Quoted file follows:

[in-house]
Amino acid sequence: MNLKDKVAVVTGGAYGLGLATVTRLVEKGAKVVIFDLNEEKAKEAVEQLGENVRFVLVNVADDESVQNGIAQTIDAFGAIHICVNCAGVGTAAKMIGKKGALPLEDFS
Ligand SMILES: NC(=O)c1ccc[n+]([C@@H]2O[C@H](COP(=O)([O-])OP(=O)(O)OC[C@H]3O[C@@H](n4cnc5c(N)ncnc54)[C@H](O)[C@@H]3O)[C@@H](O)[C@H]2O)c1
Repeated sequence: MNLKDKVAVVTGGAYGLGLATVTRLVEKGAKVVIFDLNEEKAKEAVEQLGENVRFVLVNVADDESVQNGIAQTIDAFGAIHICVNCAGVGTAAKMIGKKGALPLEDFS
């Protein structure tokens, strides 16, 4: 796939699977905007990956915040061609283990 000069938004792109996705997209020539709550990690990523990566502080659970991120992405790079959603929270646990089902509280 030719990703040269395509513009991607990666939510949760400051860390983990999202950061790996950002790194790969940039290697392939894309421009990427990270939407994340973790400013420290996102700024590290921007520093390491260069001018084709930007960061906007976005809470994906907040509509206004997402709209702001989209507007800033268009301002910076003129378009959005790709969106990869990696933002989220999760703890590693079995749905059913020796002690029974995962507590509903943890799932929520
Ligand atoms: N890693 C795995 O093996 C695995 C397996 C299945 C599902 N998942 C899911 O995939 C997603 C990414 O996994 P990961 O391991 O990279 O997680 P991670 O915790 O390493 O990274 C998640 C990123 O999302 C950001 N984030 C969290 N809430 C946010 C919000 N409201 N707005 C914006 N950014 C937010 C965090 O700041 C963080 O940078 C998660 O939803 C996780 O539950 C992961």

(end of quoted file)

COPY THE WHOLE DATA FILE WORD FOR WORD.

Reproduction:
[in-house]
Amino acid sequence: MNLKDKVAVVTGGAYGLGLATVTRLVEKGAKVVIFDLNEEKAKEAVEQLGENVRFVLVNVADDESVQNGIAQTIDAFGAIHICVNCAGVGTAAKMIGKKGALPLEDFS
Ligand SMILES: NC(=O)c1ccc[n+]([C@@H]2O[C@H](COP(=O)([O-])OP(=O)(O)OC[C@H]3O[C@@H](n4cnc5c(N)ncnc54)[C@H](O)[C@@H]3O)[C@@H](O)[C@H]2O)c1
Repeated sequence: MNLKDKVAVVTGGAYGLGLATVTRLVEKGAKVVIFDLNEEKAKEAVEQLGENVRFVLVNVADDESVQNGIAQTIDAFGAIHICVNCAGVGTAAKMIGKKGALPLEDFS
């Protein structure tokens, strides 16, 4: 796939699977905007990956915040061609283990 000069938004792109996705997209020539709550990690990523990566502080659970991120992405790079959603929270646990089902509280 030719990703040269395509513009991607990666939510949760400051860390983990999202950061790996950002790194790969940039290697392939894309421009990427990270939407994340973790400013420290996102700024590290921007520093390491260069001018084709930007960061906007976005809470994906907040509509206004997402709209702001989209507007800033268009301002910076003129378009959005790709969106990869990696933002989220999760703890590693079995749905059913020796002690029974995962507590509903943890799932929520
Ligand atoms: N890693 C795995 O093996 C695995 C397996 C299945 C599902 N998942 C899911 O995939 C997603 C990414 O996994 P990961 O391991 O990279 O997680 P991670 O915790 O390493 O990274 C998640 C990123 O999302 C950001 N984030 C969290 N809430 C946010 C919000 N409201 N707005 C914006 N950014 C937010 C965090 O700041 C963080 O940078 C998660 O939803 C996780 O539950 C992961």